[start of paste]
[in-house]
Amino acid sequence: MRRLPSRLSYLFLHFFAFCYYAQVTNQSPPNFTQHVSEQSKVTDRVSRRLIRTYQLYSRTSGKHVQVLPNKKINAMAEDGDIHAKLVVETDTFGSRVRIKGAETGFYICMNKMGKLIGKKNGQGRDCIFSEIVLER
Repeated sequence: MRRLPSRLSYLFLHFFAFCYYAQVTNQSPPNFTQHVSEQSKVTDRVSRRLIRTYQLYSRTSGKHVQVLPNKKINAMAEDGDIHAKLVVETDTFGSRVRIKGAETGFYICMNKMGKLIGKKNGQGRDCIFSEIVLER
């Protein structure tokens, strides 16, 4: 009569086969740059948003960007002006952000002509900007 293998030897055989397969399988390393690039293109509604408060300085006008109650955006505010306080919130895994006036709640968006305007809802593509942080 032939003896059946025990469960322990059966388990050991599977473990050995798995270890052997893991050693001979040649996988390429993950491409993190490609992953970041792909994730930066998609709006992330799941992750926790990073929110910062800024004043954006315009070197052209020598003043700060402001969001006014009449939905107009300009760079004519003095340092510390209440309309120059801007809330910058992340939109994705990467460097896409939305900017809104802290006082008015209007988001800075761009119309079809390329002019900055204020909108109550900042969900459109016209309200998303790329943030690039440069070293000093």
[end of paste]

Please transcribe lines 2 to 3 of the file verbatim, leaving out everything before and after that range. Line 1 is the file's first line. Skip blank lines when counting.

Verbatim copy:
Amino acid sequence: MRRLPSRLSYLFLHFFAFCYYAQVTNQSPPNFTQHVSEQSKVTDRVSRRLIRTYQLYSRTSGKHVQVLPNKKINAMAEDGDIHAKLVVETDTFGSRVRIKGAETGFYICMNKMGKLIGKKNGQGRDCIFSEIVLER
Repeated sequence: MRRLPSRLSYLFLHFFAFCYYAQVTNQSPPNFTQHVSEQSKVTDRVSRRLIRTYQLYSRTSGKHVQVLPNKKINAMAEDGDIHAKLVVETDTFGSRVRIKGAETGFYICMNKMGKLIGKKNGQGRDCIFSEIVLER